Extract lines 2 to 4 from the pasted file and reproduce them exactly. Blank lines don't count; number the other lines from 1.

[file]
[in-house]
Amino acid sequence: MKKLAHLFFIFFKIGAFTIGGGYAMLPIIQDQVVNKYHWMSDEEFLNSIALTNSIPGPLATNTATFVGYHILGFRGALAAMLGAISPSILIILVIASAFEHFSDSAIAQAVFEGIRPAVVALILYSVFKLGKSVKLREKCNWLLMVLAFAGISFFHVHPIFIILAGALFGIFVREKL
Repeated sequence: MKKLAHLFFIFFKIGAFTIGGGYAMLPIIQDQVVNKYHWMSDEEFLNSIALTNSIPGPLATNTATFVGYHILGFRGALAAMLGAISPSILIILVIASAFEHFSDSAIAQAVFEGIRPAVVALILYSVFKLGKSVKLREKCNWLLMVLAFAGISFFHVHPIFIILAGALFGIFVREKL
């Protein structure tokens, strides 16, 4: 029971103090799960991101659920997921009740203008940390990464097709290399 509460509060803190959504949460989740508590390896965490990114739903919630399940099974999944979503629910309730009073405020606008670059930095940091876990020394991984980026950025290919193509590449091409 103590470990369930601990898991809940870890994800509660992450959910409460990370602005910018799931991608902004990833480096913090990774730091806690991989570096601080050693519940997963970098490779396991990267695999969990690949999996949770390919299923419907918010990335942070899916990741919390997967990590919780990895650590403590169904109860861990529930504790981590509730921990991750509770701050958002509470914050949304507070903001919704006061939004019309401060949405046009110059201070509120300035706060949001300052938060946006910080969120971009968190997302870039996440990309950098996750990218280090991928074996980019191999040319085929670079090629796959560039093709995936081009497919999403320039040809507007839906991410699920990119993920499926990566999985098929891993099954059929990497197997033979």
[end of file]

Amino acid sequence: MKKLAHLFFIFFKIGAFTIGGGYAMLPIIQDQVVNKYHWMSDEEFLNSIALTNSIPGPLATNTATFVGYHILGFRGALAAMLGAISPSILIILVIASAFEHFSDSAIAQAVFEGIRPAVVALILYSVFKLGKSVKLREKCNWLLMVLAFAGISFFHVHPIFIILAGALFGIFVREKL
Repeated sequence: MKKLAHLFFIFFKIGAFTIGGGYAMLPIIQDQVVNKYHWMSDEEFLNSIALTNSIPGPLATNTATFVGYHILGFRGALAAMLGAISPSILIILVIASAFEHFSDSAIAQAVFEGIRPAVVALILYSVFKLGKSVKLREKCNWLLMVLAFAGISFFHVHPIFIILAGALFGIFVREKL
């Protein structure tokens, strides 16, 4: 029971103090799960991101659920997921009740203008940390990464097709290399 509460509060803190959504949460989740508590390896965490990114739903919630399940099974999944979503629910309730009073405020606008670059930095940091876990020394991984980026950025290919193509590449091409 103590470990369930601990898991809940870890994800509660992450959910409460990370602005910018799931991608902004990833480096913090990774730091806690991989570096601080050693519940997963970098490779396991990267695999969990690949999996949770390919299923419907918010990335942070899916990741919390997967990590919780990895650590403590169904109860861990529930504790981590509730921990991750509770701050958002509470914050949304507070903001919704006061939004019309401060949405046009110059201070509120300035706060949001300052938060946006910080969120971009968190997302870039996440990309950098996750990218280090991928074996980019191999040319085929670079090629796959560039093709995936081009497919999403320039040809507007839906991410699920990119993920499926990566999985098929891993099954059929990497197997033979």